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HOMILY for 7th Friday per annum (II)

James 5:9-12; Ps 102; Mark 10:1-12

A couple of days ago, Cardinal Muller re-affirmed that valid Christian marriages cannot be dissolved. Divorce is not possible, he said, since “Church dogma isn’t just some theory created by some theologians” but is “the word of Jesus Christ which is very clear”. He must have had today’s Gospel in mind when he said this. But when the Catholic News Service posted the Cardinal’s words on their Facebook page, it generated a huge and rather revealing debate. 

Now, we’re not speaking here of cases where a spouse is abandoned or abused. In such cases, the Church advocates separation. Hence the Catechism notes that “there is a considerable difference between a spouse who has sincerely tried to be faithful to the sacrament of marriage and is unjustly abandoned, and one who through his own grave fault destroys a canonically valid marriage” (CCC 2386). Nevertheless, even where there is a valid marriage and where there is some fault, a good number of people commented on Facebook that this doctrine had to change. Which suggests that some Catholics believe that Man knows better than God, or at least, that Jesus was mistaken. Such was the original sin of Adam, so such hubris is not new. A few said that a celibate man had no right to lay down rules on marriage. It’s uncertain if they were referring to Jesus or Cardinal Muller; the latter, I suspect, which makes the comment all the more ironic. And some said we needed more love and less doctrine. Except, of course, the Gospel says that, “as was his custom”, Jesus “taught” the crowds, that is to say, he gave them doctrine (Mk 10:1). And teaching, too, is an act of love, isn’t it, especially if it leads one to Truth and to the Good? But just as some rejected Jesus’ teaching then, so it appears that some would reject it today. And this, too, is nothing new for every sin is a rejection of God’s wisdom in some way.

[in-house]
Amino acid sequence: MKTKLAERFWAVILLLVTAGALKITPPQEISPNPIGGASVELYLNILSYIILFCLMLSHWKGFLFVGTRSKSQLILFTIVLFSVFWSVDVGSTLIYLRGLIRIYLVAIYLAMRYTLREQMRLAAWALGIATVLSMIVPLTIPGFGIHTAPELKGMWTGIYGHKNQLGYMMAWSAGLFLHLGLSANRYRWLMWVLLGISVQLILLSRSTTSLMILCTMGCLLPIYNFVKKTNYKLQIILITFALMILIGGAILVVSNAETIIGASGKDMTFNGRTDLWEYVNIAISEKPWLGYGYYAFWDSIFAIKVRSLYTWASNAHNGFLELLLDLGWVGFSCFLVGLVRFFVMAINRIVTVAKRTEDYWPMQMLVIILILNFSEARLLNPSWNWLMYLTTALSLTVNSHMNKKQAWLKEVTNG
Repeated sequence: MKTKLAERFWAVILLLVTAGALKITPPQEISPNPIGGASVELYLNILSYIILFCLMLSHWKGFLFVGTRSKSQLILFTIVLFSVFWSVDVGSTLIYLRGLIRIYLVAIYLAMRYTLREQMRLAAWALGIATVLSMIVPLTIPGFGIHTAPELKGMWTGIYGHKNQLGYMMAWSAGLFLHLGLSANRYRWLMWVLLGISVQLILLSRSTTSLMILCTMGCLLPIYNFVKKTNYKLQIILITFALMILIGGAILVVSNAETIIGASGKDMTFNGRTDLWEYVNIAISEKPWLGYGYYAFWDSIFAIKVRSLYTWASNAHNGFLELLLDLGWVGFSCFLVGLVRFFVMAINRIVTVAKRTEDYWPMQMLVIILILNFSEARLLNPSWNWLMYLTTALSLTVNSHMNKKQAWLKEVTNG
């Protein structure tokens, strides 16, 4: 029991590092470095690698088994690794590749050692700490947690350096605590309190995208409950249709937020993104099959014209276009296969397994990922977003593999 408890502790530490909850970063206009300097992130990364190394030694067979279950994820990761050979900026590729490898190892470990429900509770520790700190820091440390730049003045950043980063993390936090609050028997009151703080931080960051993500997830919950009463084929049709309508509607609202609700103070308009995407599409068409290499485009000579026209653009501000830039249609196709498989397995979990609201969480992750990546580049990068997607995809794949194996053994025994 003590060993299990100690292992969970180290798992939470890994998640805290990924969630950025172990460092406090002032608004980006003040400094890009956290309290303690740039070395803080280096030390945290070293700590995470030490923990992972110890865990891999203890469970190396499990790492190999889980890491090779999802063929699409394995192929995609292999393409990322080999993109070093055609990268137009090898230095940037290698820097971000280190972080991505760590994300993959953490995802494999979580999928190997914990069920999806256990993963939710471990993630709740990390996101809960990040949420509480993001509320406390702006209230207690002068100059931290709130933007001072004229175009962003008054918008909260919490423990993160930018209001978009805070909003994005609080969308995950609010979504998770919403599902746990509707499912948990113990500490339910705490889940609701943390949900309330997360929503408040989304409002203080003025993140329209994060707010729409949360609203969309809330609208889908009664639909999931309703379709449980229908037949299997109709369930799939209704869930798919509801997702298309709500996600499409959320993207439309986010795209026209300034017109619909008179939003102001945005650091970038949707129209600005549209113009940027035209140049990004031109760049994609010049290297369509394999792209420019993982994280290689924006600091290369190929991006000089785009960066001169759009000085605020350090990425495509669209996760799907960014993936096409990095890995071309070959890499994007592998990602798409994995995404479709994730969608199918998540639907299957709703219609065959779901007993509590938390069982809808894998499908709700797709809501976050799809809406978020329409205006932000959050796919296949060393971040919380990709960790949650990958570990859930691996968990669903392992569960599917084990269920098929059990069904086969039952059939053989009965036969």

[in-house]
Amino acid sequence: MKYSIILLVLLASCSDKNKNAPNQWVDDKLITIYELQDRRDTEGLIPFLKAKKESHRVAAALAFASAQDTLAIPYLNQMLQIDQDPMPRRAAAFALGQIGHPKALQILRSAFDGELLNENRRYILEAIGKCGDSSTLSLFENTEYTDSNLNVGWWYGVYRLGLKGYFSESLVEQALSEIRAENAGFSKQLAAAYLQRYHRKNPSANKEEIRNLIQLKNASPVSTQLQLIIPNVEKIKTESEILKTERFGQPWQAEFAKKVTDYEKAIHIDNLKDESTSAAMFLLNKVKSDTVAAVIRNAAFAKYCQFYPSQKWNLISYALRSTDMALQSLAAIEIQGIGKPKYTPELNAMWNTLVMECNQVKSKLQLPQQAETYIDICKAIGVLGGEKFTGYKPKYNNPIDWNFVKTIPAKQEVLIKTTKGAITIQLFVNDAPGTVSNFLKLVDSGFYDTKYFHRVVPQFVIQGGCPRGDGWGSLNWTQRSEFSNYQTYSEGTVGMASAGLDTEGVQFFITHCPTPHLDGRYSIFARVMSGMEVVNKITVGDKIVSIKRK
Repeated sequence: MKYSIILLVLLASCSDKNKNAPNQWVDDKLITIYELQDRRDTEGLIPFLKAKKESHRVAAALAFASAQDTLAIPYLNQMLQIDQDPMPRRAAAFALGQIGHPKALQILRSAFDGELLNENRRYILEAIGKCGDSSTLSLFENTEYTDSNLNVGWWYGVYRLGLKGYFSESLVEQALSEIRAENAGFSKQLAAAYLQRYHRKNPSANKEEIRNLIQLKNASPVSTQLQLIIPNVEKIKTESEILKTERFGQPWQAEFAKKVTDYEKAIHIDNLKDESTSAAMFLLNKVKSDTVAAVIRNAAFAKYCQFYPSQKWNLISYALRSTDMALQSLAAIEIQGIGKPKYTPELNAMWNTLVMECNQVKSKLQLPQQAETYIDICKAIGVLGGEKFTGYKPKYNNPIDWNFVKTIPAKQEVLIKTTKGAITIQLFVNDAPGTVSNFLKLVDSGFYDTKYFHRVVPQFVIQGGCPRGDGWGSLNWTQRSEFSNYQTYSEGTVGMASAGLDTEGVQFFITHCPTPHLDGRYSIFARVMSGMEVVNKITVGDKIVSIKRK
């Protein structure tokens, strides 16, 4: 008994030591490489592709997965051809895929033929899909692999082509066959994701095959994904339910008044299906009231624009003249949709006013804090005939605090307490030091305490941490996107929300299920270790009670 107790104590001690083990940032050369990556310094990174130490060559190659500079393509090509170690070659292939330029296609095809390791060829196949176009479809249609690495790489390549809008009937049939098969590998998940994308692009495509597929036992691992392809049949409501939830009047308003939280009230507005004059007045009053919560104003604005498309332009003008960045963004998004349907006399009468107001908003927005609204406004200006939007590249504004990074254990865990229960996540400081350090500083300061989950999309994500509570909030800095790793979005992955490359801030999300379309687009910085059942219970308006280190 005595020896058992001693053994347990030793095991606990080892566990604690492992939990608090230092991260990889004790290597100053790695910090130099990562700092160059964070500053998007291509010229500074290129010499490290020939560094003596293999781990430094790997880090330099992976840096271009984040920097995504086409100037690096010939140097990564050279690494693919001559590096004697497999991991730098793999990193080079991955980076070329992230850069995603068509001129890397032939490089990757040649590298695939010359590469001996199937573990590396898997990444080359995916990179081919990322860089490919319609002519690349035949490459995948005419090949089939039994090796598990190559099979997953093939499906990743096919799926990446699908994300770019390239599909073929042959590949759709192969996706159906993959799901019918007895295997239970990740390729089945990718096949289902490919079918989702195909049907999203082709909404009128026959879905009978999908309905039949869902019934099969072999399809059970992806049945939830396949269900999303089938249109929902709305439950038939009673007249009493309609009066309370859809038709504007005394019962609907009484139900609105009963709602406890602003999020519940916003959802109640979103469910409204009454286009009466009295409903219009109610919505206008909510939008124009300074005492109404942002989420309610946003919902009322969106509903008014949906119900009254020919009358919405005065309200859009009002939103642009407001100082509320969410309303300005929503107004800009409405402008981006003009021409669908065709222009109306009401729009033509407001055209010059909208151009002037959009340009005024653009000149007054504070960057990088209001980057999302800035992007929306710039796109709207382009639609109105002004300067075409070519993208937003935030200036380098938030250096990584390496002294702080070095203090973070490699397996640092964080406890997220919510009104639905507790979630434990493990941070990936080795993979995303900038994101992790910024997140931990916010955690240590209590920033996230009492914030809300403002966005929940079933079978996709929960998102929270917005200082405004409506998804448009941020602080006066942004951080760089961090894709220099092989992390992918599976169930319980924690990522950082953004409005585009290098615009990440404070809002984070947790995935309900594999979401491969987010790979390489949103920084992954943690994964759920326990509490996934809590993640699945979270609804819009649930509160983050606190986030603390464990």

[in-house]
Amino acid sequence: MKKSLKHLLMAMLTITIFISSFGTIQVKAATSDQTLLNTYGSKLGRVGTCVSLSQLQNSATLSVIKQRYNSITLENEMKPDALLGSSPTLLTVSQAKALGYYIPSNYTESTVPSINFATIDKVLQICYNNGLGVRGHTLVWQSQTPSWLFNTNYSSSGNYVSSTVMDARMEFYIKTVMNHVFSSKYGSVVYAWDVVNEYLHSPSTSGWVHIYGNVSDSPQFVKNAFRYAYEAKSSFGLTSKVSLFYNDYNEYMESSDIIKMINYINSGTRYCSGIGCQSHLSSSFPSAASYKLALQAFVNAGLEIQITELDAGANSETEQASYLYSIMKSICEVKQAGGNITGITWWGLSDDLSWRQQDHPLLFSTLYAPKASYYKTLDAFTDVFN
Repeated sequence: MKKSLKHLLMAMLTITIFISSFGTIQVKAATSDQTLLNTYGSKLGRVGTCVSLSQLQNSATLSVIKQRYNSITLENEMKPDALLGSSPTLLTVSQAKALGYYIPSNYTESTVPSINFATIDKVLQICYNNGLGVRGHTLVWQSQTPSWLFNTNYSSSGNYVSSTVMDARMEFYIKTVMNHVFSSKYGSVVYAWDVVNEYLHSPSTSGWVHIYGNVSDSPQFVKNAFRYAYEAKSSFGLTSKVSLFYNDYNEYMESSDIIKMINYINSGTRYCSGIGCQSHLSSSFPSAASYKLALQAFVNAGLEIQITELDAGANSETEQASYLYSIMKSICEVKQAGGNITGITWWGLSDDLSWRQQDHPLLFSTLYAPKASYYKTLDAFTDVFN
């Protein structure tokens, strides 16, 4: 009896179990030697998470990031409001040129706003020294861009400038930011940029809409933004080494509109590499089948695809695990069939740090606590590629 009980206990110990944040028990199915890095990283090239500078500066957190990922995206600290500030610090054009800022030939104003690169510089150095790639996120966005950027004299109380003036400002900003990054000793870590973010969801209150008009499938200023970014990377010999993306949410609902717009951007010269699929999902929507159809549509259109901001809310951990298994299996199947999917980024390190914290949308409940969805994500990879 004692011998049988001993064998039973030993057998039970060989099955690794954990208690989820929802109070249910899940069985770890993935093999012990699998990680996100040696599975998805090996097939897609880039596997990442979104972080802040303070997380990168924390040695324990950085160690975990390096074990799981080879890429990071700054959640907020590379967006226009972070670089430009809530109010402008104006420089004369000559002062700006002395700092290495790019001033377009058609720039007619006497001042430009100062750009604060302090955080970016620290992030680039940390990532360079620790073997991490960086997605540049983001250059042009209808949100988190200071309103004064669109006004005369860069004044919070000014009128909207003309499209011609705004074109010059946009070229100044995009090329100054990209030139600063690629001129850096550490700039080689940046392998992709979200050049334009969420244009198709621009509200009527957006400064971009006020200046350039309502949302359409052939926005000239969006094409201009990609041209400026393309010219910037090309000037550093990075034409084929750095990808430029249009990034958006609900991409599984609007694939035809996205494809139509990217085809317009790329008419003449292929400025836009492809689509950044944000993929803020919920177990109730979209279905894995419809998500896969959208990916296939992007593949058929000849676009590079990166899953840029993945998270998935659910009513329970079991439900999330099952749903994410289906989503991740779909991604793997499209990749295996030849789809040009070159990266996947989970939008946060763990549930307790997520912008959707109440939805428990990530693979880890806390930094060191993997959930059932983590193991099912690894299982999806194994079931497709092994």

But where is the Gospel, the good news, in all this, then? As always, the Gospel is found in a vision of what God’s grace makes possible, transcending what nature by itself can achieve. So, Jesus recalls that in the first place, men and women were both created with equal dignity. But because of Israel’s “hardness of heart”, that is, because of sin this unity was disrupted. Man obtained power over his wife as though she were chattel that he could just “put away” (Mk 10:4). But Jesus comes to restore what was lost through sin, and to elevate nature through grace to a new supernatural end. Hence Jesus repudiates the concession made to sin and says that in his restoration and re-creation of the cosmos through grace, husband and wife “are no longer two but one flesh” (Mk 10:8). Indeed, Jesus then elevates marriage so that it becomes a sacrament, a sign of the new creation caused by grace and the gift of the Holy Spirit. Thus, as St Paul says: “This mystery [of two becoming indissolubly one flesh] is a profound one, and I am saying that it refers to Christ and the Church” (Eph 5:32).

However, we are still likely to find this teaching hard to grasp. So did the disciples, hence they “asked him again about this matter” privately (Mk 10:10). They wanted to be sure that they understood Jesus properly, and so he explains himself in even more blunt and plain language. It is in utmost fidelity to this explicit teaching of Jesus Christ that Christ’s disciples today, that is, his Church continues to teach that valid Christian marriages are indissoluble. We can do nothing else but be faithful to Jesus’ teaching.